Employment of a livelihoods analysis to define genocide in the Darfur region of Sudan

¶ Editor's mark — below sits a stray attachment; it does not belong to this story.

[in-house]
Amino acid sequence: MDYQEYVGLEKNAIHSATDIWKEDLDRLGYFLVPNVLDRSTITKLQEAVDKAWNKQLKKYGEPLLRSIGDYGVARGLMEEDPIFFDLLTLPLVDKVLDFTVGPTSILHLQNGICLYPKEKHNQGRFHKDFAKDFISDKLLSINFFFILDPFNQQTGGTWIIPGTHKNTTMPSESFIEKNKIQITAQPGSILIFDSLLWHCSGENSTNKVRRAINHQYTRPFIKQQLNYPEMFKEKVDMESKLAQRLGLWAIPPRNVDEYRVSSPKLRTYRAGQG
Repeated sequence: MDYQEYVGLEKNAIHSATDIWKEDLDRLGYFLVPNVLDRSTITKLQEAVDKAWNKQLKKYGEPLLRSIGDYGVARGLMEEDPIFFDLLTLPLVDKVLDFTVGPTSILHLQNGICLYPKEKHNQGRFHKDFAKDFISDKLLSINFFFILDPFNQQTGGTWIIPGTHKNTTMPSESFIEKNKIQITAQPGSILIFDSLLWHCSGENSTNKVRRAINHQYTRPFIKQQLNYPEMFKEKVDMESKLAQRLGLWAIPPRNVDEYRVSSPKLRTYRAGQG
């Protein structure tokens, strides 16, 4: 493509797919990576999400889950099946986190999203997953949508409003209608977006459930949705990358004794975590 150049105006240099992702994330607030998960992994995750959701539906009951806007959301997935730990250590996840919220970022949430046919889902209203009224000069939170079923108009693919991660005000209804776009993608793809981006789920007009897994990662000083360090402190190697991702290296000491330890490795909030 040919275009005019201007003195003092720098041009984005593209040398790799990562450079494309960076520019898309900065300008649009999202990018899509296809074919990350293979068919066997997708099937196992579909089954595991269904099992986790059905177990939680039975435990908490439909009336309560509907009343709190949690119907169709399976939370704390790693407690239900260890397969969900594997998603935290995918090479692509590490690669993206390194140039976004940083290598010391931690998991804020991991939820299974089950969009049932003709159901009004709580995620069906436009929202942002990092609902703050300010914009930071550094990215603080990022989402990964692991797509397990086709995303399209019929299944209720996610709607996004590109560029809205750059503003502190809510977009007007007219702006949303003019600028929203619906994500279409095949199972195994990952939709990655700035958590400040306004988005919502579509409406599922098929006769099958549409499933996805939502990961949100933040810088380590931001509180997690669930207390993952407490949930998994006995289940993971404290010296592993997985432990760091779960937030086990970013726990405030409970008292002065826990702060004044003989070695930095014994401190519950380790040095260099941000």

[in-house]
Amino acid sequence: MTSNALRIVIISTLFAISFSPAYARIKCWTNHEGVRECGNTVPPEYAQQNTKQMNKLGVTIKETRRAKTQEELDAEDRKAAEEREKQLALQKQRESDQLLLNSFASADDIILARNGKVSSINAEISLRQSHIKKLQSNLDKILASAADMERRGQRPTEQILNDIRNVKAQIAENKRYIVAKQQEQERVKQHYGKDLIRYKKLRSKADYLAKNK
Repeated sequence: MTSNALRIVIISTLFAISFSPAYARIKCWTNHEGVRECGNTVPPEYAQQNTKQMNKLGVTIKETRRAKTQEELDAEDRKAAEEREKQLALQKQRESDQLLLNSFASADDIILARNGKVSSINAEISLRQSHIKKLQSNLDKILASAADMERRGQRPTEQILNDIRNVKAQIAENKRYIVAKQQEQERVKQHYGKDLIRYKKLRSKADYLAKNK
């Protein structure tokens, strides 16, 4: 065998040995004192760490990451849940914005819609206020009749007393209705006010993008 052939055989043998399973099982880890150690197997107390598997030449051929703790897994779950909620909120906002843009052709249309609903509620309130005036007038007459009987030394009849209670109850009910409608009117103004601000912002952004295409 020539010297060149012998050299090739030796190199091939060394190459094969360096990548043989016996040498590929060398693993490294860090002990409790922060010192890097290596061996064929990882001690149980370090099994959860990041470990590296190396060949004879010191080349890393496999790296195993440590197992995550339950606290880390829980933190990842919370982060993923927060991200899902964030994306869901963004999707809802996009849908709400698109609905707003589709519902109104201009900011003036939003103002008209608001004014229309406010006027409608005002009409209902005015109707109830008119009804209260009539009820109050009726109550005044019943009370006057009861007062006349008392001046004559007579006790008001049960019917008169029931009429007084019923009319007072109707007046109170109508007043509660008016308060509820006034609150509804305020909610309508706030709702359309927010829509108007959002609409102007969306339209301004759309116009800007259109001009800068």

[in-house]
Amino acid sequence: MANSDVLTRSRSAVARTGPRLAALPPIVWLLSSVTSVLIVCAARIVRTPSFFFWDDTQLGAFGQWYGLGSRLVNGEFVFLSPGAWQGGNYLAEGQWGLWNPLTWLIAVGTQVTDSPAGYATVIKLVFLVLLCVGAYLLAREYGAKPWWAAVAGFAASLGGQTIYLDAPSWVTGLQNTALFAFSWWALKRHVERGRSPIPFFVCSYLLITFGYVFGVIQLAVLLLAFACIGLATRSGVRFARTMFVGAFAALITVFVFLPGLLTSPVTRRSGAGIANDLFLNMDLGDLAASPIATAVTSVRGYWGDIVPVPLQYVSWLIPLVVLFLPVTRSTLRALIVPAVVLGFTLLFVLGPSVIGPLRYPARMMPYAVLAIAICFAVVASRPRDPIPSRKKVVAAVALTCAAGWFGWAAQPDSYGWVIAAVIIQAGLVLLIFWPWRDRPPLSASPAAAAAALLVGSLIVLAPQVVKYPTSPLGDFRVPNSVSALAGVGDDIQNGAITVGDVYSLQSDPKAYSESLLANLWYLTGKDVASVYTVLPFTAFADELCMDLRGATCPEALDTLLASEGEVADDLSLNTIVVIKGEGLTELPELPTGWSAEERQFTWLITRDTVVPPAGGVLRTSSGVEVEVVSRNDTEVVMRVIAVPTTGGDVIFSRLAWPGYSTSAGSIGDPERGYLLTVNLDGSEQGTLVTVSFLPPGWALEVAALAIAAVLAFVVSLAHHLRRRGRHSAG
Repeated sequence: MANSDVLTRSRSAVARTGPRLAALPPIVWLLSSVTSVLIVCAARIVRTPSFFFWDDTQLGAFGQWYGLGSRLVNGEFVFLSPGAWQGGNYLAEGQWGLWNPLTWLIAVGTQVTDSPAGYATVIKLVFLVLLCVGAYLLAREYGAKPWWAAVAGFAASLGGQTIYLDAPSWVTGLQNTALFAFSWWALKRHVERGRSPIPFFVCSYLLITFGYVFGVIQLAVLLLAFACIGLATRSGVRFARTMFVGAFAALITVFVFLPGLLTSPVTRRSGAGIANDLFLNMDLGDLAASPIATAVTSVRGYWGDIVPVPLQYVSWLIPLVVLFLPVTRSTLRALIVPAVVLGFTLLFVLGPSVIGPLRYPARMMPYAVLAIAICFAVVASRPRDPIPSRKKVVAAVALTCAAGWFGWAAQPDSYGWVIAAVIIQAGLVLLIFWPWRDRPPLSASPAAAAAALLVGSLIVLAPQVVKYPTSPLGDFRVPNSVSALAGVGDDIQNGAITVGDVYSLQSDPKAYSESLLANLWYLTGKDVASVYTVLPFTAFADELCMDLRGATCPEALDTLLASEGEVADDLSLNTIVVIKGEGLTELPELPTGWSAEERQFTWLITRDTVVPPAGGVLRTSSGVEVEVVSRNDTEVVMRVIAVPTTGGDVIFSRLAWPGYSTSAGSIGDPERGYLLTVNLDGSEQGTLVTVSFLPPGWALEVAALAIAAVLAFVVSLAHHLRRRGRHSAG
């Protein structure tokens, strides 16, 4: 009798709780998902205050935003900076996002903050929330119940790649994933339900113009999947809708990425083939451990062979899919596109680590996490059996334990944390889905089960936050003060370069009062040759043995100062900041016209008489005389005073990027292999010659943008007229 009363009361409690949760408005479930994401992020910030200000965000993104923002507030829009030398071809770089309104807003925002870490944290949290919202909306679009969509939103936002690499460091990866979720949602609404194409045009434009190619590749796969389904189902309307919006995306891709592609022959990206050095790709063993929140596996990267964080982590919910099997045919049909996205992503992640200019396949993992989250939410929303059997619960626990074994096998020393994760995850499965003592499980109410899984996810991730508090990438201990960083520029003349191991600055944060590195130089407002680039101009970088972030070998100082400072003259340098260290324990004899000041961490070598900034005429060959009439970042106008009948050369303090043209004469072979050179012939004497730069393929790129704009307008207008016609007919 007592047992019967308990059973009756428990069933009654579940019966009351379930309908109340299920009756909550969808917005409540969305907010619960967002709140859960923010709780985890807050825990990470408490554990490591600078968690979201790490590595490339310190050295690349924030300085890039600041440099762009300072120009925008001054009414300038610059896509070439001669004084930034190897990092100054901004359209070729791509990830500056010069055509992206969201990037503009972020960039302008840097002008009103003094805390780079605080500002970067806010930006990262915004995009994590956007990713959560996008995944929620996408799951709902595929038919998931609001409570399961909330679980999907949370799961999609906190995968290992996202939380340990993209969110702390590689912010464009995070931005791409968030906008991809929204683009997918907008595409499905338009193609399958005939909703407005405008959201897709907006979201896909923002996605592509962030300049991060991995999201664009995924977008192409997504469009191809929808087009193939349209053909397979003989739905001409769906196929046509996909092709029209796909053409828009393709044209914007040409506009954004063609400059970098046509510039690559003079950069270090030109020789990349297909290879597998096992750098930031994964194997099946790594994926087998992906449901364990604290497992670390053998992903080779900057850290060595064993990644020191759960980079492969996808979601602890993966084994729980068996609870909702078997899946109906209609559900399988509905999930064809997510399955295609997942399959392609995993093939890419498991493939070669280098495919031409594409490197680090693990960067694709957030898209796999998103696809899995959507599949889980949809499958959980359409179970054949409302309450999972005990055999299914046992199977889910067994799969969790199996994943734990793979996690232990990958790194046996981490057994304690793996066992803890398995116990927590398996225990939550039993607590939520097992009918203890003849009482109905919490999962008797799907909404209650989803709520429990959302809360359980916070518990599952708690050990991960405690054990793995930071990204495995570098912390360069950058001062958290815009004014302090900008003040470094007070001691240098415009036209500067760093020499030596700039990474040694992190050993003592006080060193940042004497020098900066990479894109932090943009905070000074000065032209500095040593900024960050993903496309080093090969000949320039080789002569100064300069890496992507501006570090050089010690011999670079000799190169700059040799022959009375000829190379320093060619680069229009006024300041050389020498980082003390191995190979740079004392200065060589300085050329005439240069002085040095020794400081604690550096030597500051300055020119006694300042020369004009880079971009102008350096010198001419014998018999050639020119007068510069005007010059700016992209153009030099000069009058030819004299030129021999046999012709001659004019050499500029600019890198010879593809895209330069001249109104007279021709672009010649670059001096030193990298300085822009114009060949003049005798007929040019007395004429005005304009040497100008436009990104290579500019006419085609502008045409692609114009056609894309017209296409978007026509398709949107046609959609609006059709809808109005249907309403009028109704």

In Darfur, Sudan, since March 2003, between 170,000 and 255,000 non-Arab Darfurians have been killed in a genocidal campaign waged by the Government of Sudan. Diplomats, humanitarian aid workers, medical professionals, academics, human rights activists, journalists and legal scholars have engaged in vigorous and significant debate about whether these killings and related assaults constitute the crime of genocide, as defined in the UN Genocide Convention. This study focuses on the ways in which this conflict has caused sweeping destruction of livelihoods in Darfur, the pervasive effects of this destruction on the possibilities for long-term social survival, and the relevance of a livelihoods analysis to a key clause in the Genocide Convention. Physicians for Human Rights deployed three successive field investigations to Darfur and refugee camps in Chad order to study the destruction of lives and livelihoods and the means of survival. Survey teams selected a random sample of refugees from three pre-identified villages in Darfur, each representing one of the three major non-Arab Darfurian ethnic groups in the region. Survey teams employed structured key informant interviews and focus groups to collect both quantitative and qualitative data to explore the loss of livelihoods and lives to establish patterns of attack. From interviews with 46 respondents and six focus groups, investigators described the systematic nature of the violent attacks on villages, the close coordination of government military forces with the Janjaweed militia, and the patterns of destruction of livelihoods. The government of Sudan and its proxy militia, the Janjaweed, have created conditions of life for many thousands of non-Arab Darfurians that guarantee the destruction of their livelihoods, lives and communities. They have deliberately inflicted on the non-Arabs of Darfur conditions of life calculated to bring about their physical destruction in whole or in part. These actions constitute genocide as such under the UN Genocide Convention, which obliges nations to both prevent and punish the crime.